Ramon Tulfo's 'PGH Experience' is a Learning Opportunity About ER Practices
In this day and age, it’s almost become a standard to resort to social media for justice. For Ramon Tulfo, the art of making
Yesterday, he took to social media to file a complaint about a trip he took to the emergency room at the Philippine General Hospital (PGH).
In a video he titled "PGH Experience," Tulfo writes: "My driver bumped a six-year-old girl playing in a congested street of Navotas while we were on a convoy on the way back to our office at Ortigas Center, Pasig, from a relief operation in the town."
While we're still busy picking our jaws up from off the floor at this candid revelation that his vehicle hit a child, Tulfo goes on to redirect our anger:
My staff and I rushed the child to the Philippine General Hospital (PGH) emergency room.
The ER doctor, Jay Guerrero, did not want to give the child first aid treatment, saying he didn't want it recorded on video.
No amount of pleading from me to attend to the young patient would budge the good doctor.
Tulfo adds in the comments section, "sasampahan ko siya ng kaso sa professional regulations commission (prc). may mga witnesses akong kasama."
However, as cooler heads have pointed out, the good doctor really was being a good doctor. What are we really looking at? The patient has been brought to the first stage of ER treatment, known as triage, where the triage officer has the difficult job of determining which patients are non-urgent, urgent, or emergent. Cases brought to the emergency room always start here, at the level of assessment. It doesn’t function on a first-come-first-served basis: emergent cases are bumped up, while non-urgent cases have to wait in queue.
“The way ER works is like this: when a patient comes in, there are trained personnel to assess the situation. That’s the problem with the ER: Everyone who comes in the ER feels like they are in an emergency. That’s why we do triage—to inform them," says a doctor of emergency medicine who we consulted (but who has asked to remain anonymous).
"Just by eyeballing the patient you’ll know—Is the patient awake? Is the patient breathing? Lethargic? Drowsy? Are there external signs of injury? Are there obvious injuries? From the onset, kita mo na yan," he continues. "It also boils down to the skill of the officer in asking the right questions—they have to get all the factors in. So many questions come to mind. This girl is sitting down, awake. Personally, I don’t see anything emergent. If there was anything emergent, she could have gone straight to a bed."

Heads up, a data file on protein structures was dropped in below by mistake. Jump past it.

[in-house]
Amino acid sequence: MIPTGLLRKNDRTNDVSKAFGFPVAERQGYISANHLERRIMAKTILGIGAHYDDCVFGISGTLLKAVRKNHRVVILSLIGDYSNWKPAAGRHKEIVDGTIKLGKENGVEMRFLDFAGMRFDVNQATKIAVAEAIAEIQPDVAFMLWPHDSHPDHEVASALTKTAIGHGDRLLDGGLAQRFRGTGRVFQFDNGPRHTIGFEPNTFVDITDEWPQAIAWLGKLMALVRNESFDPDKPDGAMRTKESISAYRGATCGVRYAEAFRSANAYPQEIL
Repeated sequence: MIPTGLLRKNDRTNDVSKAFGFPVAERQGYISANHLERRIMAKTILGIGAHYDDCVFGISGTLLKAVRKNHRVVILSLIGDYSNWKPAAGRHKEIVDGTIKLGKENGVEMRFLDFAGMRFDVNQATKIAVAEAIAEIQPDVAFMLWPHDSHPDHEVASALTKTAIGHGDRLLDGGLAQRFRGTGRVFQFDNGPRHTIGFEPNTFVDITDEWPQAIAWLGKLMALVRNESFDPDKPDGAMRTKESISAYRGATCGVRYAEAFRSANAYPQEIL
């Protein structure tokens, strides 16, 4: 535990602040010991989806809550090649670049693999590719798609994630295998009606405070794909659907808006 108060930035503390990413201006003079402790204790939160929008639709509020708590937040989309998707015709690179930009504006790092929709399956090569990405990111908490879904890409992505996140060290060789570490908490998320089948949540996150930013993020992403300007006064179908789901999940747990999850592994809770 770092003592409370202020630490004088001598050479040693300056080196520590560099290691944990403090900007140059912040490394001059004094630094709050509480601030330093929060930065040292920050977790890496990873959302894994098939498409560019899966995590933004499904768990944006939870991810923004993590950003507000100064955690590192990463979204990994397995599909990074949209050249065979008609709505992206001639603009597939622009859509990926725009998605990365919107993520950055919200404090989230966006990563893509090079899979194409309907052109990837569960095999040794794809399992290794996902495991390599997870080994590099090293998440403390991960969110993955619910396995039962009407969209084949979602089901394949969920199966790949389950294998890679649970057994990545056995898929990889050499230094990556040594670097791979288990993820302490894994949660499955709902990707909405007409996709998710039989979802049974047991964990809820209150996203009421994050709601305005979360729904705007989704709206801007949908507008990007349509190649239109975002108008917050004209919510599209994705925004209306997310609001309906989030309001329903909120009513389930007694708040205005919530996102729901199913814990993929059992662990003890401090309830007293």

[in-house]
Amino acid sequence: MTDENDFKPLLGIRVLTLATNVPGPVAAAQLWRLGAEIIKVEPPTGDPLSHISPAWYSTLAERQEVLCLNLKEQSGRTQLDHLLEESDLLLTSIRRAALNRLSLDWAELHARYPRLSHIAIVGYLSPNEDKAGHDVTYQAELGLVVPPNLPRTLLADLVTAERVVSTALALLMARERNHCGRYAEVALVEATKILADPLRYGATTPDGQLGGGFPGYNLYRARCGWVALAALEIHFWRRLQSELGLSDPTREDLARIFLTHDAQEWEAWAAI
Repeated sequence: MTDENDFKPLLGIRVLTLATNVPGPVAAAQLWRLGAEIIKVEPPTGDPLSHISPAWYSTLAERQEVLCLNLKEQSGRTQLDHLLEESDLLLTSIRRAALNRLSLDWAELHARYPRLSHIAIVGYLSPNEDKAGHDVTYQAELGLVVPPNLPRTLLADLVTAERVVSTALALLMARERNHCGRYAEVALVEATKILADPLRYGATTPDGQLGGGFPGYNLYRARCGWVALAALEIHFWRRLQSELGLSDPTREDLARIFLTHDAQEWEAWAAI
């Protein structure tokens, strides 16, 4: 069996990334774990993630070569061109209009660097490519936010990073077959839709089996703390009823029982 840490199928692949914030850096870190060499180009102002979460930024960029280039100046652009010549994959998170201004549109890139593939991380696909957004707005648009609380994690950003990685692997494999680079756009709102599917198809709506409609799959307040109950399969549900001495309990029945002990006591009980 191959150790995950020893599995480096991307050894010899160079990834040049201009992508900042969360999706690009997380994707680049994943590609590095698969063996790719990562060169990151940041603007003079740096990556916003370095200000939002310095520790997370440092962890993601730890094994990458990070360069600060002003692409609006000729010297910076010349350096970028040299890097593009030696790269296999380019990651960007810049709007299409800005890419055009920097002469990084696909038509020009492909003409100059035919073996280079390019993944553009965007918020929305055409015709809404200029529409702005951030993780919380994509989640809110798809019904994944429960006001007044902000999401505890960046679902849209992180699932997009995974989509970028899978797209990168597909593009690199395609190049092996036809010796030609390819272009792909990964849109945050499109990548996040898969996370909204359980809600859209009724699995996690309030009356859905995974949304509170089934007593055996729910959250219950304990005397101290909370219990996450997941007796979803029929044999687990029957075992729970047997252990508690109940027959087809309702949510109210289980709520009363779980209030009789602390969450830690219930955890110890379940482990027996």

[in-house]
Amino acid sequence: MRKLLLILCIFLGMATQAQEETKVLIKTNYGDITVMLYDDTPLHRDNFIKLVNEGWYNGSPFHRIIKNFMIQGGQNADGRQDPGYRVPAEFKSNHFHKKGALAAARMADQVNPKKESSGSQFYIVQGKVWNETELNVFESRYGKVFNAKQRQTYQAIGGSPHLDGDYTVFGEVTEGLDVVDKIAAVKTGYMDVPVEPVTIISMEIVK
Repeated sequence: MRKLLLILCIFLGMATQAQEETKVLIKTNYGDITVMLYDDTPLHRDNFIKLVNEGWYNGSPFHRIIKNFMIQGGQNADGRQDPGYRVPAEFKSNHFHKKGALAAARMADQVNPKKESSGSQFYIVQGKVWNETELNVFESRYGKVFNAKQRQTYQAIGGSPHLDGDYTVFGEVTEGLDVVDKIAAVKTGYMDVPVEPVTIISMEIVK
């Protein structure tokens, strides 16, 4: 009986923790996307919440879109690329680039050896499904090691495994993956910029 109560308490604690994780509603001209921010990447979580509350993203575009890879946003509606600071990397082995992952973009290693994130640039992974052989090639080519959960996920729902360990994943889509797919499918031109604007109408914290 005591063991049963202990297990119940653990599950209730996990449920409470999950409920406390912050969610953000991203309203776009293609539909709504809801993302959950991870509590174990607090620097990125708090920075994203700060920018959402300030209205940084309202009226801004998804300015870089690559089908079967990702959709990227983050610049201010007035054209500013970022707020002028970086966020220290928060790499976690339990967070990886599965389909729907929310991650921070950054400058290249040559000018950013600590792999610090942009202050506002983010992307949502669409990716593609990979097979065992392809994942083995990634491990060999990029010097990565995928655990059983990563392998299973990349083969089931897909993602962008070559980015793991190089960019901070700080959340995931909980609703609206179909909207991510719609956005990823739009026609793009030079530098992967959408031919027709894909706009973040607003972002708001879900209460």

Perhaps one of the indicators that this isn't an emergency case that needed immediate attention is the choice of hospital—PGH, which is over 13km away from Navotas, where the accident occured, at least an hour away through congested city streets. PGH is also one of the country’s largest public hospitals, known for its high volume of patients. They take in up to 300 emergency cases a day. "First of all, if you felt like the patient was emergent, why would you bring them all the way to PGH?" says the doctor.
Earlier this year, PGH also announced their emergency facilities would be under renovation—as the ER in its current capacity is not enough—encouraging people to try and take emergency cases to other hospitals if they had the means.
Furthermore, the doctor adds, there is the problem of the video itself. “The policy in the hospital is patient confidentiality. If the patient wants to be videotaped, ok lang. Pero ang daming patients sa hospital! When we see a video, we always say no cameras because baka may madamay na iba. Even the doctors, the nurses, they don’t want to be videotaped while they’re trying to work. They’re already under pressure.”
So, at second look, Tulfo’s footage of the incident hardly reveals anything except the physician trying to do his demanding job, in the face of an even more demanding media man waving a camera. The mother of the child is also captured, at one point pleading that they stop shouting and attempting to cover the face of her daughter from the camera (which keeps rolling). There are so many questions: Why does Ramon Tulfo feel the need to film a trip to the ER? Why is he yelling? Finally, do you know any good ER doctors? Because we'd like to shake their hands and thank them for the hard work that they do every day.